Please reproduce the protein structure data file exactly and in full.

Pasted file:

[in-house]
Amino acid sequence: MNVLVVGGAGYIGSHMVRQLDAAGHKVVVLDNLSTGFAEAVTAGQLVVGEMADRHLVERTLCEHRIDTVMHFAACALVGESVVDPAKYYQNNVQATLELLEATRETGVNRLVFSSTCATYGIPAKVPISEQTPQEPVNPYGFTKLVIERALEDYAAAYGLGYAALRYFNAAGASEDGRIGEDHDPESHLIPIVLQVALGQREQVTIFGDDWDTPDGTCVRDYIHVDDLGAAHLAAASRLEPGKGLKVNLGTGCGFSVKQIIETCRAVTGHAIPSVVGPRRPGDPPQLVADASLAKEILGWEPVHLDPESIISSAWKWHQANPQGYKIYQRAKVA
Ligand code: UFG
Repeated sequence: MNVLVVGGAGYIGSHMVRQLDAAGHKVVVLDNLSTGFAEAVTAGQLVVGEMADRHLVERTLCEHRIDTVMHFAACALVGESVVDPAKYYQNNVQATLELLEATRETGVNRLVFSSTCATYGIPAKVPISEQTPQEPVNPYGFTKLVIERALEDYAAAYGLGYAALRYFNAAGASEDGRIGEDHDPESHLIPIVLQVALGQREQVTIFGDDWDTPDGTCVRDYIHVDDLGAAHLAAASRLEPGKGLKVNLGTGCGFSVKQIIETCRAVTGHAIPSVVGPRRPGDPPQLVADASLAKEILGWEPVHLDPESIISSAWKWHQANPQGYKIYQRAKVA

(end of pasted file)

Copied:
[in-house]
Amino acid sequence: MNVLVVGGAGYIGSHMVRQLDAAGHKVVVLDNLSTGFAEAVTAGQLVVGEMADRHLVERTLCEHRIDTVMHFAACALVGESVVDPAKYYQNNVQATLELLEATRETGVNRLVFSSTCATYGIPAKVPISEQTPQEPVNPYGFTKLVIERALEDYAAAYGLGYAALRYFNAAGASEDGRIGEDHDPESHLIPIVLQVALGQREQVTIFGDDWDTPDGTCVRDYIHVDDLGAAHLAAASRLEPGKGLKVNLGTGCGFSVKQIIETCRAVTGHAIPSVVGPRRPGDPPQLVADASLAKEILGWEPVHLDPESIISSAWKWHQANPQGYKIYQRAKVA
Ligand code: UFG
Repeated sequence: MNVLVVGGAGYIGSHMVRQLDAAGHKVVVLDNLSTGFAEAVTAGQLVVGEMADRHLVERTLCEHRIDTVMHFAACALVGESVVDPAKYYQNNVQATLELLEATRETGVNRLVFSSTCATYGIPAKVPISEQTPQEPVNPYGFTKLVIERALEDYAAAYGLGYAALRYFNAAGASEDGRIGEDHDPESHLIPIVLQVALGQREQVTIFGDDWDTPDGTCVRDYIHVDDLGAAHLAAASRLEPGKGLKVNLGTGCGFSVKQIIETCRAVTGHAIPSVVGPRRPGDPPQLVADASLAKEILGWEPVHLDPESIISSAWKWHQANPQGYKIYQRAKVA